pauls

As a member of the Church of England I have been appalled by the stance that the Church takes towards the role of the state, attitudes which have been brought into sharp relief by recent events. The rights and wrongs of the Church’s particular actions over the protest camp at St Paul’s are too complex and, frankly, farcical to rehearse here. The Church’s response to the protesters – whilst ambiguous in some respects – has exhibited two consistent features (i) a scepticism towards capitalism and (ii) a high degree of support for state intervention in markets and provision of welfare.

The CofE – or at least its leadership – has exhibited the same sort of confused attitudes [3] towards ‘capitalism’ that the protesters share. There is a deep contradiction at the heart of this mode of thinking. Classical liberals would argue that many of the negative outcomes of contemporary ‘capitalism’ are caused by the very high levels of state intervention. However, critics of the evidently terrible damage [4] that this has wrought on society and upon the functions of the market economy fail to recognise this situation – instead arguing for more state intervention!

This applies especially to the Archbishop of Canterbury – a very learned man, no doubt, but a very deeply misled one. His support for the Robin Hood/Tobin Tax is both wrongheaded but also particularly dangerous [5]. Robin Hood, after all, robbed from tax collectors and political figures to feed those impoverished by them. The Tobin Tax would merely rob from consumers of financial products such as pensioners as well as destroying jobs and economic activity. The attack on bankers’ and executives’ remuneration as ‘greedy’ is merely the commission of another sin – envy. Clergy should be preaching moderation and mutual respect, not urging on the mob.

It would be far more logical for the CofE to support civil society and free markets. From a consequentialist perspective, the most compelling reason for this is that these produce the optimal results. Free markets are also more appropriate from an ethical standpoint. The CofE is fond of pointing out that we need ‘morality’ and not just free markets. However, morality is best determined at an individual level and not by state diktat. In the absence of discretion – which is what state intervention delivers – we simply cannot make genuine moral choices. Moreover, free markets are entirely dependent upon personal morality such as honesty, trust and respect to function. Not only do markets require these virtues, but they also instil them. http://www.iea.org.uk/publications/research/economy-and-virtue [6] Markets also teach the very Christian virtues of thrift and hard work.

From a theological perspective there is a convincing case [7] against state intervention. The message of Christ is one of liberation and freedom, as Karl Popper reminds us in The Open Society and Its Enemies. The Gospels frequently stress Christ’s opposition to the oppressive [8] role of established teaching and the power of state and theological authority. Sadly, Christian Socialism and ‘left’ Christianity have generally attracted much more attention and support. It should also be observed that Christ was put to death by the (Roman) state largely at the behest of the Sanhredin, the religious authorities. In answer to the question voiced by the protestors ‘What would Jesus do?’ I think we can safely answer that He would not recommend promoting an authoritarian state.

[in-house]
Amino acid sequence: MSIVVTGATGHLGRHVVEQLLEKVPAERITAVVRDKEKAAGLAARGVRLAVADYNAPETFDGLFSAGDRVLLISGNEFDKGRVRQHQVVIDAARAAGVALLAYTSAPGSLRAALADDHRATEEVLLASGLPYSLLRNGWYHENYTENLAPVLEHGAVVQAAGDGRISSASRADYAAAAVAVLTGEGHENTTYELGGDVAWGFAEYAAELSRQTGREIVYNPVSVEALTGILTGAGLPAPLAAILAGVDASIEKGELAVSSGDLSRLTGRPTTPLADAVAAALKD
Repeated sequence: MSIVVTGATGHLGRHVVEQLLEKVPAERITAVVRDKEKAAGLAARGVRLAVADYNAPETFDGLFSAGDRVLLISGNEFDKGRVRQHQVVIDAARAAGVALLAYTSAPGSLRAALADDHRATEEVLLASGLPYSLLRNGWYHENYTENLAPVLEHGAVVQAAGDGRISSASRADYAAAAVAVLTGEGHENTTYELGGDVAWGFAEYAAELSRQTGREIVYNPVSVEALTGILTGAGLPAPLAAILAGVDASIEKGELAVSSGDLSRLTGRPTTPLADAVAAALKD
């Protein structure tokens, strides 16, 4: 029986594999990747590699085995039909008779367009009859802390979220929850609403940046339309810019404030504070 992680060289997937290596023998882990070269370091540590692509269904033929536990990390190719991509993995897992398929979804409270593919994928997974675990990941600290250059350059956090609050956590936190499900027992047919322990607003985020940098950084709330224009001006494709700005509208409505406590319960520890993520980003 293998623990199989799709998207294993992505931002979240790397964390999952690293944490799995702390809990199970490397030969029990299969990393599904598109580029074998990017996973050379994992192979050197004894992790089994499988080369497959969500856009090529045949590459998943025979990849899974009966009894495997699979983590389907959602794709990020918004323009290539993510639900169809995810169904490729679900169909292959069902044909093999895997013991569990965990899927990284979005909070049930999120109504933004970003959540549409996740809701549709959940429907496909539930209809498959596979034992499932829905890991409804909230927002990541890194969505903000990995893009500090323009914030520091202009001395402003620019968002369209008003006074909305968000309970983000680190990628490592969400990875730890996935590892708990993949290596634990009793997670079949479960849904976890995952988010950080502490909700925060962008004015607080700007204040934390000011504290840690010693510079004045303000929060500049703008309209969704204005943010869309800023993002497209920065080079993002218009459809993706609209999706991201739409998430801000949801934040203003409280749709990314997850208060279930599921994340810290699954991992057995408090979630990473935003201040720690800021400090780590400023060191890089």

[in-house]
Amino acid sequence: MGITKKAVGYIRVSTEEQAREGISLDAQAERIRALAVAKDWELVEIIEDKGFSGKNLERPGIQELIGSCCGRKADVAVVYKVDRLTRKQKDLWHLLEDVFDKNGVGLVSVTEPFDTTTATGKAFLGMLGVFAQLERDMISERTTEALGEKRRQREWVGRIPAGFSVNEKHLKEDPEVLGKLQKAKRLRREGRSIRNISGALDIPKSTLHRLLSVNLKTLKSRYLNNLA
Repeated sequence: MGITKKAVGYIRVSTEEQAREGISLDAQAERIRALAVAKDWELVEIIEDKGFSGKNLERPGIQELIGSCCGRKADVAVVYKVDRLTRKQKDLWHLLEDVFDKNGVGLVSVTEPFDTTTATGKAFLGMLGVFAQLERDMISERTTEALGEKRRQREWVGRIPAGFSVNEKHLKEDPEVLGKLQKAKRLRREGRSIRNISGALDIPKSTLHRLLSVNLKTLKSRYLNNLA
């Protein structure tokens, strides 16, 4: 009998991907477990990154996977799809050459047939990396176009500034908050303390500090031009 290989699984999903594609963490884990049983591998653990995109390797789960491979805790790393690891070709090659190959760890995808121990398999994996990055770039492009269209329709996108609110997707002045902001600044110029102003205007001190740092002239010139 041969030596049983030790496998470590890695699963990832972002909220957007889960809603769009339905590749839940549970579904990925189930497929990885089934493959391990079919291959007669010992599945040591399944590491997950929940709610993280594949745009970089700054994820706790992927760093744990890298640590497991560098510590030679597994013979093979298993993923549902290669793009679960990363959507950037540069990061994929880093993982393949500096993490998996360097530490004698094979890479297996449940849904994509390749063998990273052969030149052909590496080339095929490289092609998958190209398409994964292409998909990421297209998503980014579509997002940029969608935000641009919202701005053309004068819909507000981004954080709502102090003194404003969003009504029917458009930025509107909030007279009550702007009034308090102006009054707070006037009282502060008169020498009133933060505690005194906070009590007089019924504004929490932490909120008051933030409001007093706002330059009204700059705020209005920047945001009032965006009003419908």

From the point of view of the Church itself, it stands to gain [9] from a reduction of the role of the state. As an institution of civil society the Church is exactly the sort of institution that ought to be filling the gaps in welfare provision, education and social capital that would arise if the state were rolled back. Even non-Christian libertarians would – I suspect - prefer to see the Church fulfilling these roles rather than the state because the Church would be one choice among many rather than the monopolistic provision of the state. It may be coincidental, but there is a strong correlation between the decline in Church attendance and the growth of state intervention in welfare provision. Naturally, it would be a poor case to build Church attendance upon access to welfare, which is what occurs under the present system as parents attend churches to enrol their children in CofE schools. Instead the Church would be fulfilling its proper mission of charity and would cement its function as a vital social institution.

The CofE is, literally, a Catholic Church which contains many diverse congregations. As the Established Church it also has a very privileged relationship with the state. Whilst active membership is relatively low, the CofE still exercises a role within the Constitution and has an influential voice stemming from its historical and cultural importance. It is, therefore, beholden upon its senior clergy to exercise caution and moderation when expressing views regarding matters of political economy. More importantly, perhaps, certain prominent individuals need to think a lot more carefully about the consequences of state intervention before they advocate it, as well as the benefits of a freer society.